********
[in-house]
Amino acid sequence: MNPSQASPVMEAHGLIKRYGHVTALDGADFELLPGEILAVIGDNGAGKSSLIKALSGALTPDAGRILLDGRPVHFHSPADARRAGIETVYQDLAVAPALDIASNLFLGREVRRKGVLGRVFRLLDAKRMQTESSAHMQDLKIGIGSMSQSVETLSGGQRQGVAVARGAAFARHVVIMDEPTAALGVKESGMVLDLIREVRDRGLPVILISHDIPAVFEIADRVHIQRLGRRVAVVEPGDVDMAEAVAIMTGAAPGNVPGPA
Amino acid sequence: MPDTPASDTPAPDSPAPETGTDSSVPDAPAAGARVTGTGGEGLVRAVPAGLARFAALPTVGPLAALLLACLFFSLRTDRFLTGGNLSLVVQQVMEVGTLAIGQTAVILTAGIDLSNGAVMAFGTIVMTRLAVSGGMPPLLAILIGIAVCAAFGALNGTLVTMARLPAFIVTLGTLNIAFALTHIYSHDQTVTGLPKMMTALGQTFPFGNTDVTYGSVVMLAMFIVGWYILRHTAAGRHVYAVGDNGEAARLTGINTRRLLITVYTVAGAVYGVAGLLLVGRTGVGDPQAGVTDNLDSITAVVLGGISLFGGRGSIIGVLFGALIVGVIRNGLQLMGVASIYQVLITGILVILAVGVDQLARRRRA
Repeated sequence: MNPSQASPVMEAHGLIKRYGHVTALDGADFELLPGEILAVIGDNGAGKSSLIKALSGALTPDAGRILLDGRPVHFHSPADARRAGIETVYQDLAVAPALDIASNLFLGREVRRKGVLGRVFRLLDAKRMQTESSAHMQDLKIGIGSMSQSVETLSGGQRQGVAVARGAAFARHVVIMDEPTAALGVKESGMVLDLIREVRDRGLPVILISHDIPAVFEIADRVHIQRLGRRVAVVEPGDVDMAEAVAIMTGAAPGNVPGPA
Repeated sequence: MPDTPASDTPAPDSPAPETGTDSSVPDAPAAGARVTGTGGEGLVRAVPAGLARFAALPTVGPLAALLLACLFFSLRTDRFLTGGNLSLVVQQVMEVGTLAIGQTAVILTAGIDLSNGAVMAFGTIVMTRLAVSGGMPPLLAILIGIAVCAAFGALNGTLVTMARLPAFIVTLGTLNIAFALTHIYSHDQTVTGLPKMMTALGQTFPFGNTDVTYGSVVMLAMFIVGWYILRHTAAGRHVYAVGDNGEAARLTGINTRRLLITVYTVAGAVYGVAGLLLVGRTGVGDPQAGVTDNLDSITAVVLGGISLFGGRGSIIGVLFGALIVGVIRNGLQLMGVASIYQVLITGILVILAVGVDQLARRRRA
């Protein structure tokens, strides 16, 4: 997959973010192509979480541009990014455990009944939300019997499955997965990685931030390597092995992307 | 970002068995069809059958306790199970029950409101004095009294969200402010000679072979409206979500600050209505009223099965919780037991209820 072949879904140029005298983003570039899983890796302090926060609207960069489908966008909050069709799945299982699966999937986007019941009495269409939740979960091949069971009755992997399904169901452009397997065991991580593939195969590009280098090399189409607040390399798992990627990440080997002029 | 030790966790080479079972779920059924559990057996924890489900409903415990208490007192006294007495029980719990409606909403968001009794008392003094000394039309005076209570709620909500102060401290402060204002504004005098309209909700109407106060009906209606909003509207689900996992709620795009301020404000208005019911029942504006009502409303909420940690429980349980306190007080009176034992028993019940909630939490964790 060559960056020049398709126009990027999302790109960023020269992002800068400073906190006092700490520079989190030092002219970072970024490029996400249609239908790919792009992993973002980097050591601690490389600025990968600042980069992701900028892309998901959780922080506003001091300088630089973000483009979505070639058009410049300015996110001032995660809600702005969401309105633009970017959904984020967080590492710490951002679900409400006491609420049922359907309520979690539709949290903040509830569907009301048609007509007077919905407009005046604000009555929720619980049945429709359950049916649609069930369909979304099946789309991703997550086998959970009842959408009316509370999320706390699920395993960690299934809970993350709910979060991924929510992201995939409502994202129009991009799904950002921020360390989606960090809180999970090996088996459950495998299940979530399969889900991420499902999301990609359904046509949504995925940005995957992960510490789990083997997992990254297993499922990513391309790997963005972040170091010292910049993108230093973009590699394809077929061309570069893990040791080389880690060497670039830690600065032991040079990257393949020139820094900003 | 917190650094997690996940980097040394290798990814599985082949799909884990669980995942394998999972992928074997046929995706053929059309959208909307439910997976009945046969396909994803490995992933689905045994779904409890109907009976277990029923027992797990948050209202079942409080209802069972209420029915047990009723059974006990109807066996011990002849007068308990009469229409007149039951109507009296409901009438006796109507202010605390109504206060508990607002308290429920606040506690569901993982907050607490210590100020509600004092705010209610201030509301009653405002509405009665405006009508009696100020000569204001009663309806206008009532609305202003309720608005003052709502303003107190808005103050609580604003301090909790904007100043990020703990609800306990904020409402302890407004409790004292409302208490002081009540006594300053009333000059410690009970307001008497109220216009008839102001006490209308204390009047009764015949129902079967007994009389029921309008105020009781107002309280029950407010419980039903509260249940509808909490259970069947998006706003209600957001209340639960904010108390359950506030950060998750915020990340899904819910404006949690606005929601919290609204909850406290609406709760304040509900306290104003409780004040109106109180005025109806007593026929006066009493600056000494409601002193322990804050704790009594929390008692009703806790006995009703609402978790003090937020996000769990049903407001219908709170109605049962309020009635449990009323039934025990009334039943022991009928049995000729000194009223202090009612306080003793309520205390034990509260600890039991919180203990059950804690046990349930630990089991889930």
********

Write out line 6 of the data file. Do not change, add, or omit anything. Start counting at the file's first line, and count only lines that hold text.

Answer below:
């Protein structure tokens, strides 16, 4: 997959973010192509979480541009990014455990009944939300019997499955997965990685931030390597092995992307 | 970002068995069809059958306790199970029950409101004095009294969200402010000679072979409206979500600050209505009223099965919780037991209820 072949879904140029005298983003570039899983890796302090926060609207960069489908966008909050069709799945299982699966999937986007019941009495269409939740979960091949069971009755992997399904169901452009397997065991991580593939195969590009280098090399189409607040390399798992990627990440080997002029 | 030790966790080479079972779920059924559990057996924890489900409903415990208490007192006294007495029980719990409606909403968001009794008392003094000394039309005076209570709620909500102060401290402060204002504004005098309209909700109407106060009906209606909003509207689900996992709620795009301020404000208005019911029942504006009502409303909420940690429980349980306190007080009176034992028993019940909630939490964790 060559960056020049398709126009990027999302790109960023020269992002800068400073906190006092700490520079989190030092002219970072970024490029996400249609239908790919792009992993973002980097050591601690490389600025990968600042980069992701900028892309998901959780922080506003001091300088630089973000483009979505070639058009410049300015996110001032995660809600702005969401309105633009970017959904984020967080590492710490951002679900409400006491609420049922359907309520979690539709949290903040509830569907009301048609007509007077919905407009005046604000009555929720619980049945429709359950049916649609069930369909979304099946789309991703997550086998959970009842959408009316509370999320706390699920395993960690299934809970993350709910979060991924929510992201995939409502994202129009991009799904950002921020360390989606960090809180999970090996088996459950495998299940979530399969889900991420499902999301990609359904046509949504995925940005995957992960510490789990083997997992990254297993499922990513391309790997963005972040170091010292910049993108230093973009590699394809077929061309570069893990040791080389880690060497670039830690600065032991040079990257393949020139820094900003 | 917190650094997690996940980097040394290798990814599985082949799909884990669980995942394998999972992928074997046929995706053929059309959208909307439910997976009945046969396909994803490995992933689905045994779904409890109907009976277990029923027992797990948050209202079942409080209802069972209420029915047990009723059974006990109807066996011990002849007068308990009469229409007149039951109507009296409901009438006796109507202010605390109504206060508990607002308290429920606040506690569901993982907050607490210590100020509600004092705010209610201030509301009653405002509405009665405006009508009696100020000569204001009663309806206008009532609305202003309720608005003052709502303003107190808005103050609580604003301090909790904007100043990020703990609800306990904020409402302890407004409790004292409302208490002081009540006594300053009333000059410690009970307001008497109220216009008839102001006490209308204390009047009764015949129902079967007994009389029921309008105020009781107002309280029950407010419980039903509260249940509808909490259970069947998006706003209600957001209340639960904010108390359950506030950060998750915020990340899904819910404006949690606005929601919290609204909850406290609406709760304040509900306290104003409780004040109106109180005025109806007593026929006066009493600056000494409601002193322990804050704790009594929390008692009703806790006995009703609402978790003090937020996000769990049903407001219908709170109605049962309020009635449990009323039934025990009334039943022991009928049995000729000194009223202090009612306080003793309520205390034990509260600890039991919180203990059950804690046990349930630990089991889930």